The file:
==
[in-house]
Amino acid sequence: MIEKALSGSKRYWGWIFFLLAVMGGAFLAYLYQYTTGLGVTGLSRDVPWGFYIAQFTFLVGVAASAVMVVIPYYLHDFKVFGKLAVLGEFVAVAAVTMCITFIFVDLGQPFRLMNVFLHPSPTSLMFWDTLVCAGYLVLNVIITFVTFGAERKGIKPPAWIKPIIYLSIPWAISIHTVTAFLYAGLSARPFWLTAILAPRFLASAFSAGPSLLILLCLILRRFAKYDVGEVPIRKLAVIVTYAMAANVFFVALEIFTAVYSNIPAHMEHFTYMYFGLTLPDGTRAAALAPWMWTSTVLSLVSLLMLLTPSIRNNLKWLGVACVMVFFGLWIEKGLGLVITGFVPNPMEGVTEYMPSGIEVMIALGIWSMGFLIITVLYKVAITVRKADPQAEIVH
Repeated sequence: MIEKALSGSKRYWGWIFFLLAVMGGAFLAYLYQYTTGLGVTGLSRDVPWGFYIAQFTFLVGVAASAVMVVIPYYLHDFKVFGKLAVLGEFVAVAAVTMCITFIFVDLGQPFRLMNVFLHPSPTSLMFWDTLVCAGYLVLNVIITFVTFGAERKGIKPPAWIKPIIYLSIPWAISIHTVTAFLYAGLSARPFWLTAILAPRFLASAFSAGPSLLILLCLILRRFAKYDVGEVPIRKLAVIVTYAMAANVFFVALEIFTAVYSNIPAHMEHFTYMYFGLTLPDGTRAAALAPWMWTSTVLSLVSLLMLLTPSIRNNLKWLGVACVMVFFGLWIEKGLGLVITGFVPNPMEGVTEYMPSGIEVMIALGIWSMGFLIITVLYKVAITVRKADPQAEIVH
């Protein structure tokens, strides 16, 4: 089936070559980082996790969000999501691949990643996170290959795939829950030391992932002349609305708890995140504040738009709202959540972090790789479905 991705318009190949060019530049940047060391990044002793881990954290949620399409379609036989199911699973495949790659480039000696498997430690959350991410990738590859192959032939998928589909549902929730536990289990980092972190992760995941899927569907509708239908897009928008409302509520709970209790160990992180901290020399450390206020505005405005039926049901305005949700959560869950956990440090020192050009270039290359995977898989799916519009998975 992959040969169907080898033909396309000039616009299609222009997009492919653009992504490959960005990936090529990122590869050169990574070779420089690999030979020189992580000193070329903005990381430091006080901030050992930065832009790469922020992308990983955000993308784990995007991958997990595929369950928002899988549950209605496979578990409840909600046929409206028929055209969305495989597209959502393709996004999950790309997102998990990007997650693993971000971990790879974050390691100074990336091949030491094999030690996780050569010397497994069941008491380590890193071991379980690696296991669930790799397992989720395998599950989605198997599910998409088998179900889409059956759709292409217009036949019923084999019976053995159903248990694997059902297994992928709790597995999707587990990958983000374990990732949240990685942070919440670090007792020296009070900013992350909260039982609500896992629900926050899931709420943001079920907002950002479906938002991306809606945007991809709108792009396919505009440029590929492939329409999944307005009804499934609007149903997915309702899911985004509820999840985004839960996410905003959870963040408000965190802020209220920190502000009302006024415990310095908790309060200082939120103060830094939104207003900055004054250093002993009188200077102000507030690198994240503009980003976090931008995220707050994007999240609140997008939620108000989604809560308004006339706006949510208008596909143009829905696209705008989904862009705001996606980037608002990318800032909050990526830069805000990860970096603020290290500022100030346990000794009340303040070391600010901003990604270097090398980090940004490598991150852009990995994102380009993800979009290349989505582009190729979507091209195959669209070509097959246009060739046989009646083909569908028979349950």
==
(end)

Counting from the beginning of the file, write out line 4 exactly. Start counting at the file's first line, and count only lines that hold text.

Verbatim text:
């Protein structure tokens, strides 16, 4: 089936070559980082996790969000999501691949990643996170290959795939829950030391992932002349609305708890995140504040738009709202959540972090790789479905 991705318009190949060019530049940047060391990044002793881990954290949620399409379609036989199911699973495949790659480039000696498997430690959350991410990738590859192959032939998928589909549902929730536990289990980092972190992760995941899927569907509708239908897009928008409302509520709970209790160990992180901290020399450390206020505005405005039926049901305005949700959560869950956990440090020192050009270039290359995977898989799916519009998975 992959040969169907080898033909396309000039616009299609222009997009492919653009992504490959960005990936090529990122590869050169990574070779420089690999030979020189992580000193070329903005990381430091006080901030050992930065832009790469922020992308990983955000993308784990995007991958997990595929369950928002899988549950209605496979578990409840909600046929409206028929055209969305495989597209959502393709996004999950790309997102998990990007997650693993971000971990790879974050390691100074990336091949030491094999030690996780050569010397497994069941008491380590890193071991379980690696296991669930790799397992989720395998599950989605198997599910998409088998179900889409059956759709292409217009036949019923084999019976053995159903248990694997059902297994992928709790597995999707587990990958983000374990990732949240990685942070919440670090007792020296009070900013992350909260039982609500896992629900926050899931709420943001079920907002950002479906938002991306809606945007991809709108792009396919505009440029590929492939329409999944307005009804499934609007149903997915309702899911985004509820999840985004839960996410905003959870963040408000965190802020209220920190502000009302006024415990310095908790309060200082939120103060830094939104207003900055004054250093002993009188200077102000507030690198994240503009980003976090931008995220707050994007999240609140997008939620108000989604809560308004006339706006949510208008596909143009829905696209705008989904862009705001996606980037608002990318800032909050990526830069805000990860970096603020290290500022100030346990000794009340303040070391600010901003990604270097090398980090940004490598991150852009990995994102380009993800979009290349989505582009190729979507091209195959669209070509097959246009060739046989009646083909569908028979349950």